- Your investment strategy should never be copied from someone else, but should always be constructed around your own personal circumstances and forward expectations.
- The importance of focusing on quality, as opposed to riskier, higher-yield stocks. This is a subjective definition, of course, but I believe there are common denominators for stocks considered more "qualitative" than others, and these are the companies I focus on and follow.
My own expectations going forward
Being that I'm quite diversified, in terms of sectors as well as individual companies, my confidence is high that my investment method will safeguard what's the most crucial to me - my dividend coverage ratio and the overall continuing payout of my portfolio dividends from over 80+ companies.
This is the most crucial to me, as it represents my potential future earnings stream - much like a salary. In today's situation, I have no need to view it that way - I have a job, run a business, and continue to earn money that I can live off of, as well as invest. However, as I plan to eventually make money for the most part off my dividends, I use COVID-19 as a learning experience for what will happen to my portfolio during a crisis.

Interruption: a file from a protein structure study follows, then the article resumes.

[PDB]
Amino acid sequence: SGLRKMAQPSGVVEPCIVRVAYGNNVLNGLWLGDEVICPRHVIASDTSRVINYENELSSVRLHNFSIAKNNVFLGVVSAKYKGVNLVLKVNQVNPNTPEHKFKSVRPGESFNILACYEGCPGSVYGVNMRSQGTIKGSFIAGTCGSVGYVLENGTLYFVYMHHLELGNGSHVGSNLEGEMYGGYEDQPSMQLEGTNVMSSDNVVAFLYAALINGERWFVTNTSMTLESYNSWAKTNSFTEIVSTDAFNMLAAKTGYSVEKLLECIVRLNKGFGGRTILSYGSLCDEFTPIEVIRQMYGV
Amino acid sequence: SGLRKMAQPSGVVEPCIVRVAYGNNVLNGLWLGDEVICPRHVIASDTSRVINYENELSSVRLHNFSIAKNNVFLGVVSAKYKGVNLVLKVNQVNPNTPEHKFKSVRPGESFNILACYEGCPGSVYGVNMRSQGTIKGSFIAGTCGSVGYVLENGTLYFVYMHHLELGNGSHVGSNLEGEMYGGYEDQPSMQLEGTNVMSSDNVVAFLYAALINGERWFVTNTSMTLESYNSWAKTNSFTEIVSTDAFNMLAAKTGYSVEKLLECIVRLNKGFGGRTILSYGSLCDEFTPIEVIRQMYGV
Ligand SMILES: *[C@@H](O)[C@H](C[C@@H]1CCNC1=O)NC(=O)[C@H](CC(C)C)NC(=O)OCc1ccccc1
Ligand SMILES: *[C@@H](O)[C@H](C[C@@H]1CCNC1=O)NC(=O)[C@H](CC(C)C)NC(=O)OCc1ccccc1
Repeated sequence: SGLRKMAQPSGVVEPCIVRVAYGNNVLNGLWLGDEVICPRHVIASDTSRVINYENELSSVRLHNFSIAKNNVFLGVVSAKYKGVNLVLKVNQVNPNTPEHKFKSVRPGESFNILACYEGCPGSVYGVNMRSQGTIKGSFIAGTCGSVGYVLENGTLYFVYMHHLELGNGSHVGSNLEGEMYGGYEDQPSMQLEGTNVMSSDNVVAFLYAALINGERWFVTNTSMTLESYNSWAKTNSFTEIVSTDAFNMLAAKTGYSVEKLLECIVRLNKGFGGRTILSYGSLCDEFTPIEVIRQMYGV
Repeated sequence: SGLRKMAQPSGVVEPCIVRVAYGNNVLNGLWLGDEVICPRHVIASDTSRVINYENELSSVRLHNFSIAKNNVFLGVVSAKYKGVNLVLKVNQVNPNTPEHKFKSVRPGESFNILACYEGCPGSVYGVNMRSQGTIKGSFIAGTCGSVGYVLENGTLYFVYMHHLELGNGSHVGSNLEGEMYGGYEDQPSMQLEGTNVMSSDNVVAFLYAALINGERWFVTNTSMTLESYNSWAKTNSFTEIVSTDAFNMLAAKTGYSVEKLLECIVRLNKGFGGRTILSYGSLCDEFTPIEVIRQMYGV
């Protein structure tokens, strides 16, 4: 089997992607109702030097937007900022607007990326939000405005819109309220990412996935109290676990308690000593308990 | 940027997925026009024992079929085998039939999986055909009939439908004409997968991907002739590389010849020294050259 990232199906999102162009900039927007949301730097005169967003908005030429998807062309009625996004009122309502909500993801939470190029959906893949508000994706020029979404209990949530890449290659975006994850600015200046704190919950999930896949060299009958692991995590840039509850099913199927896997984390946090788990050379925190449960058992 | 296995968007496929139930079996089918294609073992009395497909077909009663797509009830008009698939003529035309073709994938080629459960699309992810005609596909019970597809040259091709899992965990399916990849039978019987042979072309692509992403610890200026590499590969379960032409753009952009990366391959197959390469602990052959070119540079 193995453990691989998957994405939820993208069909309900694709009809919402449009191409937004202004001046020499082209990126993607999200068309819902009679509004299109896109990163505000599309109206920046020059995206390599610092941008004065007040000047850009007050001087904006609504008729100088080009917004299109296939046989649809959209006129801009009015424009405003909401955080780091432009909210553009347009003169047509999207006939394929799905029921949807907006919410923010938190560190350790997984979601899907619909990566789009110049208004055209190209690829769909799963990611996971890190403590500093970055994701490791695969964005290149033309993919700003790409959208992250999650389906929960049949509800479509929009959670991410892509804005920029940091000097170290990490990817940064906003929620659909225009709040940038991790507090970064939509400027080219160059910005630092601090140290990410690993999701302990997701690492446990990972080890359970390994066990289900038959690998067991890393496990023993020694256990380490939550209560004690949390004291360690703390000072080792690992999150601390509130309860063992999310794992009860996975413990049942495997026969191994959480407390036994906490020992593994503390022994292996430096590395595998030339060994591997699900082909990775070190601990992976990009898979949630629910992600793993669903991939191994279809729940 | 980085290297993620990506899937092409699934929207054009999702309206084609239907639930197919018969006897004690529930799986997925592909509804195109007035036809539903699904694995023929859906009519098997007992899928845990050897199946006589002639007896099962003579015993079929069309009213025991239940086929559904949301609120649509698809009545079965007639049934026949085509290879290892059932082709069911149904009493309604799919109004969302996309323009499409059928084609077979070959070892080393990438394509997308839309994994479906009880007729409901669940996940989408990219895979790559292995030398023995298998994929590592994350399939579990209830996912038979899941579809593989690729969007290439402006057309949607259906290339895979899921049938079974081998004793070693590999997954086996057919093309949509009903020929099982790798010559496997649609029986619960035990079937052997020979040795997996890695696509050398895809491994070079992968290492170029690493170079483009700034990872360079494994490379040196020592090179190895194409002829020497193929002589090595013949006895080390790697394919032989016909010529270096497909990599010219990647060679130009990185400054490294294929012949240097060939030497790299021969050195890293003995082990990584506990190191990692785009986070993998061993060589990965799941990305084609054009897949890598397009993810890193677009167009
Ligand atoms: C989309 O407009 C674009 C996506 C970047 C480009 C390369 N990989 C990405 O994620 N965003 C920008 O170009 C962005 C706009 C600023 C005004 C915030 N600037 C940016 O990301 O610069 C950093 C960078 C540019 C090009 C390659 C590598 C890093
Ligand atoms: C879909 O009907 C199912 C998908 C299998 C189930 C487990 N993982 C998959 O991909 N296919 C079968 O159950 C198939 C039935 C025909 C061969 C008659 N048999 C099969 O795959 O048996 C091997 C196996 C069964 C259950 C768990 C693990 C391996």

(Photo Source: Visee Finance Administratie)
I've modeled dividend cut forecasts and impact estimates to calculate what sort of short-term, mid-term, and long-term hit my finances are taking, can take, and potentially could take.
This is also valuable in terms of what sort of cash/cash-equivalent position I need to hold to consider myself "safe" long term. Previously, my calculations have shown that I need no more than 2% of my net worth in cash/cash equivalents to be able to weather any "natural" sort of storm - but current modeling shows the potential necessity of an additional buffer - perhaps 0.5-1%, bringing my potential cash/cash-equivalent target to 2.5-3%.